Mortal sin, on the other hand, destroys our relationship with God. The operative word here is “destroy.” Mortal sin is not something God overlooks, for if he should do so it would make him a permissive God and implicate him in sin, which is something unthinkable. People today are often quite self-deceived about the gravity of mortal sin. For example, consider how 65% of Americans now think cohabitation is a “good idea.” Cohabiting couples (many of them claiming to be Christian) seem to think it impossible that God would punish them for showing sexual love for their partner. However, sex outside of marriage is, in biblical language, fornication. St. Paul warns that those who do such things will not inherit the kingdom of God (see 1 Cor 6:9-11).
For a mortal sin to occur, three conditions must be met: 1) the sin must involve grave matter, such as breaking one of the 10 commandments; 2) the sin must be committed with full knowledge; 3) the sin must be committed with full consent (see CCC 1857 ff).
If we’ve committed mortal sin, we’re no longer in a state of grace. Which means we cannot receive the Eucharist. It means we’re in real trouble.
But God is merciful. That’s why Christ has provided the sacrament of confession. We can walk through the confessional doors, having destroyed our relationship with God, make a good confession, and walk out those doors restored to God’s friendship and once again in a state of grace.
Not Complacency but Serious Diligence
But, as I said, we must never allow ourselves to become too comfortable in this life. We must never think the Catholic and Christian life is a “walk in the park,” or that it’s nothing more than being “nice” to people.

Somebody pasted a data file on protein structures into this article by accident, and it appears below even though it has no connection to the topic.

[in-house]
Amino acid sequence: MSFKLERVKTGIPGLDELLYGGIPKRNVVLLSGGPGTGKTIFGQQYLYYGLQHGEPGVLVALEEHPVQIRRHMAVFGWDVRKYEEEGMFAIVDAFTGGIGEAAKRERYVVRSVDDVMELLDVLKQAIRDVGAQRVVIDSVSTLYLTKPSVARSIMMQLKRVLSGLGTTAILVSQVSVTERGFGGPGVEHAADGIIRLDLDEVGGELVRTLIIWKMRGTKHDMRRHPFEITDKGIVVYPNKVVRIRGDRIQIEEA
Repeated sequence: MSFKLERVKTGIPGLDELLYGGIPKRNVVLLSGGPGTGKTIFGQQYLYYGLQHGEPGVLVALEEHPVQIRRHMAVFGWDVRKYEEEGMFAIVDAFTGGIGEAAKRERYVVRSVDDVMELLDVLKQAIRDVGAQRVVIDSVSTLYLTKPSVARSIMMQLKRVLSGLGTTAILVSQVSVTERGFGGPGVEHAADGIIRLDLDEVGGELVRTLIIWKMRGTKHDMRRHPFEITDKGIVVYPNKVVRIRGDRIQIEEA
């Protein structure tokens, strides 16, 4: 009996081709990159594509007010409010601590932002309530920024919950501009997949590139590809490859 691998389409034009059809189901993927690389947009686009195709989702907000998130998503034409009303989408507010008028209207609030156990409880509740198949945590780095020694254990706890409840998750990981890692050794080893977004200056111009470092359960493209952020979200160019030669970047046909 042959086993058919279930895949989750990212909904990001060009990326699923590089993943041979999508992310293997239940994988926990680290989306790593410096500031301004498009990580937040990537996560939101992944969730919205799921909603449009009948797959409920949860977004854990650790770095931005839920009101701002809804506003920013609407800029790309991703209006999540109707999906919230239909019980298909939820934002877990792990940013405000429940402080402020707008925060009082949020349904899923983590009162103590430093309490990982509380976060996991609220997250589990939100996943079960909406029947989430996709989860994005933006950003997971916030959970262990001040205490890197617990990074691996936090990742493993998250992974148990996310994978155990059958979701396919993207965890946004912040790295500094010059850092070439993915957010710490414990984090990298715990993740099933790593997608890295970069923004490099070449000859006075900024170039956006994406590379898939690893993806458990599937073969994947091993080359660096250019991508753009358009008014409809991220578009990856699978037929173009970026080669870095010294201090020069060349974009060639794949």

In Matthew chapter 7, Jesus warns us to live a sober and virtuous life. It’s a life that is at times challenging and difficult:
Enter through the narrow gate; for the gate is wide and the road is easy that leads to destruction, and there are many who take it. For the gate is narrow and the road is hard that leads to life, and there are few who find it. (Mt 7:13-14)
We must strive to avoid the teachings of an often corrupt and depraved culture that labors to convince us to take the easy road leading to destruction. St. Paul urges us:
I appeal to you therefore, brothers and sisters, by the mercies of God, to present your bodies as a living sacrifice, holy and acceptable to God, which is your spiritual worship. Do not be conformed to this world, but be transformed by the renewing of your minds, so that you may discern what is the will of God—what is good and acceptable and perfect. (Rom 12:1-2)
We all suffer from the disease of sin. It’s a problem everyone endures. Due to original sin, we have become a rebellious people. Is there hope for us? Can we really live a saintly life of holiness and attain eternal beatitude in communion with the Tripersonal God?
If it were not for Christ and his saving death on the cross, there would be no hope.
However, there is great reason to hope. Christ has shed his blood on the cross out of love and for the redemption of humankind, opening the way to salvation. For our part, we must repent of sin, be baptized, live the life of faith, and receive the sacraments—especially the Eucharist. We must entrust ourselves to Christ and fight against sin with all our strength.
The whole purpose of Jesus’ earthly mission was to defeat sin, eternal death and the devil. These are your greatest enemies. By virtue of his saving death on a Roman cross, he has won you for himself. Although sin is the sly destroyer, Jesus is the divine restorer.
Live the Catholic and Christian life in its fullness.
God will never disappoint. Christ will never abandon those who love him.
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Photo Credit: Deacon Frederick Bartels. All rights reserved.
Deacon Frederick Bartels is a member of the Catholic clergy who serves the Church in the diocese of Pueblo. He holds an MA in Theology and Educational Ministry and is a Catholic educator, public speaker, and evangelist who strives to infuse culture with the saving principles of the gospel.